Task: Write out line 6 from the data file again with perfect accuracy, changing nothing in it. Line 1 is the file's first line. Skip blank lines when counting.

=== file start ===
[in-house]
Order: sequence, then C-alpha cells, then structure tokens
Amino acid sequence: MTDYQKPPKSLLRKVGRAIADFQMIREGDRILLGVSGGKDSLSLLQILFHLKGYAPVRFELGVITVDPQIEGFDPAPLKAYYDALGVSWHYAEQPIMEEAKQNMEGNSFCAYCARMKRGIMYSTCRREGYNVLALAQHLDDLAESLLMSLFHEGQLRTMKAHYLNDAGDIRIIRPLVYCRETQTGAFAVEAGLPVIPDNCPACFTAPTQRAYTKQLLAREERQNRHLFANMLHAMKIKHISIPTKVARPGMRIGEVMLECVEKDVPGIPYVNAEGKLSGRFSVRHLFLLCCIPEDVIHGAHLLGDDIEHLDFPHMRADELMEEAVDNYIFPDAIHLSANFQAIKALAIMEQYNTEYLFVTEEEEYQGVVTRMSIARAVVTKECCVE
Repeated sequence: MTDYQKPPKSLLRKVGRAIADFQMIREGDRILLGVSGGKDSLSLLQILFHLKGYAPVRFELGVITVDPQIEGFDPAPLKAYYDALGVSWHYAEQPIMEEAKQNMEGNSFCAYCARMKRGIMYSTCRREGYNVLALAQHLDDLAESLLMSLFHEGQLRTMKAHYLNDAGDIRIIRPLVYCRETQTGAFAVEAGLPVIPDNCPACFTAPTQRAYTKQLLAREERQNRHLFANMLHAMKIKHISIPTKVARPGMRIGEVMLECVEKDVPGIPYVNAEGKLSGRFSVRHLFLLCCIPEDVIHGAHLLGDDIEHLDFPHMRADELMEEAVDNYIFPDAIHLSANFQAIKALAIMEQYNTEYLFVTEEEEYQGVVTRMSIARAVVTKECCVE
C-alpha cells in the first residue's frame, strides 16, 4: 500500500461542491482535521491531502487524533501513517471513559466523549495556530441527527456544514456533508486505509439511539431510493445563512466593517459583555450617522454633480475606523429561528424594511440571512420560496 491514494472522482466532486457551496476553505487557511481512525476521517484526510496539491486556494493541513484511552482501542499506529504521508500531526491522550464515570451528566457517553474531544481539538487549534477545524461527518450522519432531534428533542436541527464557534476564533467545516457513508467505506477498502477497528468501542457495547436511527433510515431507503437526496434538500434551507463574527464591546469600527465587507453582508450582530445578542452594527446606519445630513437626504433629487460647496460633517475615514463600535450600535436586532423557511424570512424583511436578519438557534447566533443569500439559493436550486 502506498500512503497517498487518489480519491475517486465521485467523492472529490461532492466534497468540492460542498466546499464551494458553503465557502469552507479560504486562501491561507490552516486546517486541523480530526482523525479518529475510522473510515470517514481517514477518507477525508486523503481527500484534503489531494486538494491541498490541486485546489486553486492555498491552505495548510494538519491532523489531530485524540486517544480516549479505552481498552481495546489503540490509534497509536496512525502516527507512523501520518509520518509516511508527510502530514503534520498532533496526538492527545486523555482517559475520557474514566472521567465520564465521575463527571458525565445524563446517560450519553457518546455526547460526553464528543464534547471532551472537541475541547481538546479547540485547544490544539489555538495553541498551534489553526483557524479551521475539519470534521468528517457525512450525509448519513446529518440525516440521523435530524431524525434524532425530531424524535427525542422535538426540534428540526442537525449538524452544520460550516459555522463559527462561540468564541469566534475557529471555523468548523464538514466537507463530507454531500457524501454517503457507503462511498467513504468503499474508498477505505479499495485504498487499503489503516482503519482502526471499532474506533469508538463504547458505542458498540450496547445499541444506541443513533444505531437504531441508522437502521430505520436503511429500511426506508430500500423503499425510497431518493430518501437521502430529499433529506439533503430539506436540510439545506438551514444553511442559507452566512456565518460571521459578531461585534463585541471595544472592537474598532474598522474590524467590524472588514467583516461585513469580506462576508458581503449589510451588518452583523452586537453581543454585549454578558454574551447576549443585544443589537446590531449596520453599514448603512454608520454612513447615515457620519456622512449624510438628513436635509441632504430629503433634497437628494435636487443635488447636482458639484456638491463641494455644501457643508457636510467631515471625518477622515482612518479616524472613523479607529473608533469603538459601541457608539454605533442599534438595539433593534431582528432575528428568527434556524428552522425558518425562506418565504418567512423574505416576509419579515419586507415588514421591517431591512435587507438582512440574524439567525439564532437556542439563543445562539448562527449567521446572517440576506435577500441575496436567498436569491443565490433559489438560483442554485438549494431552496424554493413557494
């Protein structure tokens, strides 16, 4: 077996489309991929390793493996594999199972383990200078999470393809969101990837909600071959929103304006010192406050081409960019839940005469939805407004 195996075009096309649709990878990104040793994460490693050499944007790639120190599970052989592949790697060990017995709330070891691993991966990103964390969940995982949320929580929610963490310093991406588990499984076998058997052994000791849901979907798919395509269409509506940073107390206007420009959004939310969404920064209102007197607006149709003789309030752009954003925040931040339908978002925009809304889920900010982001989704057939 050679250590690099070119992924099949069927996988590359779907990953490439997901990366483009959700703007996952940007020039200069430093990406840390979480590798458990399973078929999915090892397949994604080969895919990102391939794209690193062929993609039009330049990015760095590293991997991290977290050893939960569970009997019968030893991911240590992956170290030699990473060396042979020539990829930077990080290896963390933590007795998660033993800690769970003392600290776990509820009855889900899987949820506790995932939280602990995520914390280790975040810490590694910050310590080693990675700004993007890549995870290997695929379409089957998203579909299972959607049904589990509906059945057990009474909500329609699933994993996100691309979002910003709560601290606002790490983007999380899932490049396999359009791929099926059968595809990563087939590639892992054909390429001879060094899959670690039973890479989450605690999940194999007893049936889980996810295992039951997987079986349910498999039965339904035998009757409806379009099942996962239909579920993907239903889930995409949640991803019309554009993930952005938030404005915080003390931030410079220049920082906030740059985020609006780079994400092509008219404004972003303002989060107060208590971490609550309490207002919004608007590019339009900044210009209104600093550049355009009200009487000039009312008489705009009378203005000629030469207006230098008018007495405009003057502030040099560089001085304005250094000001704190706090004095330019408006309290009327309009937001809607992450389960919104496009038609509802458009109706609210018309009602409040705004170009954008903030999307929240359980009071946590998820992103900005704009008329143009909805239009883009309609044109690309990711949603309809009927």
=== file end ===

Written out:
């Protein structure tokens, strides 16, 4: 077996489309991929390793493996594999199972383990200078999470393809969101990837909600071959929103304006010192406050081409960019839940005469939805407004 195996075009096309649709990878990104040793994460490693050499944007790639120190599970052989592949790697060990017995709330070891691993991966990103964390969940995982949320929580929610963490310093991406588990499984076998058997052994000791849901979907798919395509269409509506940073107390206007420009959004939310969404920064209102007197607006149709003789309030752009954003925040931040339908978002925009809304889920900010982001989704057939 050679250590690099070119992924099949069927996988590359779907990953490439997901990366483009959700703007996952940007020039200069430093990406840390979480590798458990399973078929999915090892397949994604080969895919990102391939794209690193062929993609039009330049990015760095590293991997991290977290050893939960569970009997019968030893991911240590992956170290030699990473060396042979020539990829930077990080290896963390933590007795998660033993800690769970003392600290776990509820009855889900899987949820506790995932939280602990995520914390280790975040810490590694910050310590080693990675700004993007890549995870290997695929379409089957998203579909299972959607049904589990509906059945057990009474909500329609699933994993996100691309979002910003709560601290606002790490983007999380899932490049396999359009791929099926059968595809990563087939590639892992054909390429001879060094899959670690039973890479989450605690999940194999007893049936889980996810295992039951997987079986349910498999039965339904035998009757409806379009099942996962239909579920993907239903889930995409949640991803019309554009993930952005938030404005915080003390931030410079220049920082906030740059985020609006780079994400092509008219404004972003303002989060107060208590971490609550309490207002919004608007590019339009900044210009209104600093550049355009009200009487000039009312008489705009009378203005000629030469207006230098008018007495405009003057502030040099560089001085304005250094000001704190706090004095330019408006309290009327309009937001809607992450389960919104496009038609509802458009109706609210018309009602409040705004170009954008903030999307929240359980009071946590998820992103900005704009008329143009909805239009883009309609044109690309990711949603309809009927």